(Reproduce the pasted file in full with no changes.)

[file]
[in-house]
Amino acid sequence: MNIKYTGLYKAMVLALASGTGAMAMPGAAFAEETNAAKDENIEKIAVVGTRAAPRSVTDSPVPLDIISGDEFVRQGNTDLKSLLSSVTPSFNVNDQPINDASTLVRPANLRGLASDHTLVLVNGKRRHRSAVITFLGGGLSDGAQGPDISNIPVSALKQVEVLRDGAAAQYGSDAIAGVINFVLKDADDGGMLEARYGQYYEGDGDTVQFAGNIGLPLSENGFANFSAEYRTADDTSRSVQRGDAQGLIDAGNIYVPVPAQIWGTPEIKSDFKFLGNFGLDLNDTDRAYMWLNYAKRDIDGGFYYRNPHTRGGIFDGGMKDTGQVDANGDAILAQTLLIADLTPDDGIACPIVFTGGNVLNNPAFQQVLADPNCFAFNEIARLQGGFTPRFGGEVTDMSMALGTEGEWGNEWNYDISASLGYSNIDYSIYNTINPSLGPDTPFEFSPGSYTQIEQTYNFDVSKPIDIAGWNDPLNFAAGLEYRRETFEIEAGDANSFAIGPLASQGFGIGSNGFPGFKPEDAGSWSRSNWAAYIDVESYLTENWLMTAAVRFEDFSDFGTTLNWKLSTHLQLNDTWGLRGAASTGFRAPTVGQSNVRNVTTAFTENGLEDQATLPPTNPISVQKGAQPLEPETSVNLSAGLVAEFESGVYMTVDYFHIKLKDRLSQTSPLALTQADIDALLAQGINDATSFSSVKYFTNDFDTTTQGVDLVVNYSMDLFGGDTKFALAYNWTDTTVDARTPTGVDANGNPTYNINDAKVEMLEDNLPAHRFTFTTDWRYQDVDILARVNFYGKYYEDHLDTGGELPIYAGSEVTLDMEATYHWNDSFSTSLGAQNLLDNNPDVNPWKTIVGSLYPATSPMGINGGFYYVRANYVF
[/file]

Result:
[in-house]
Amino acid sequence: MNIKYTGLYKAMVLALASGTGAMAMPGAAFAEETNAAKDENIEKIAVVGTRAAPRSVTDSPVPLDIISGDEFVRQGNTDLKSLLSSVTPSFNVNDQPINDASTLVRPANLRGLASDHTLVLVNGKRRHRSAVITFLGGGLSDGAQGPDISNIPVSALKQVEVLRDGAAAQYGSDAIAGVINFVLKDADDGGMLEARYGQYYEGDGDTVQFAGNIGLPLSENGFANFSAEYRTADDTSRSVQRGDAQGLIDAGNIYVPVPAQIWGTPEIKSDFKFLGNFGLDLNDTDRAYMWLNYAKRDIDGGFYYRNPHTRGGIFDGGMKDTGQVDANGDAILAQTLLIADLTPDDGIACPIVFTGGNVLNNPAFQQVLADPNCFAFNEIARLQGGFTPRFGGEVTDMSMALGTEGEWGNEWNYDISASLGYSNIDYSIYNTINPSLGPDTPFEFSPGSYTQIEQTYNFDVSKPIDIAGWNDPLNFAAGLEYRRETFEIEAGDANSFAIGPLASQGFGIGSNGFPGFKPEDAGSWSRSNWAAYIDVESYLTENWLMTAAVRFEDFSDFGTTLNWKLSTHLQLNDTWGLRGAASTGFRAPTVGQSNVRNVTTAFTENGLEDQATLPPTNPISVQKGAQPLEPETSVNLSAGLVAEFESGVYMTVDYFHIKLKDRLSQTSPLALTQADIDALLAQGINDATSFSSVKYFTNDFDTTTQGVDLVVNYSMDLFGGDTKFALAYNWTDTTVDARTPTGVDANGNPTYNINDAKVEMLEDNLPAHRFTFTTDWRYQDVDILARVNFYGKYYEDHLDTGGELPIYAGSEVTLDMEATYHWNDSFSTSLGAQNLLDNNPDVNPWKTIVGSLYPATSPMGINGGFYYVRANYVF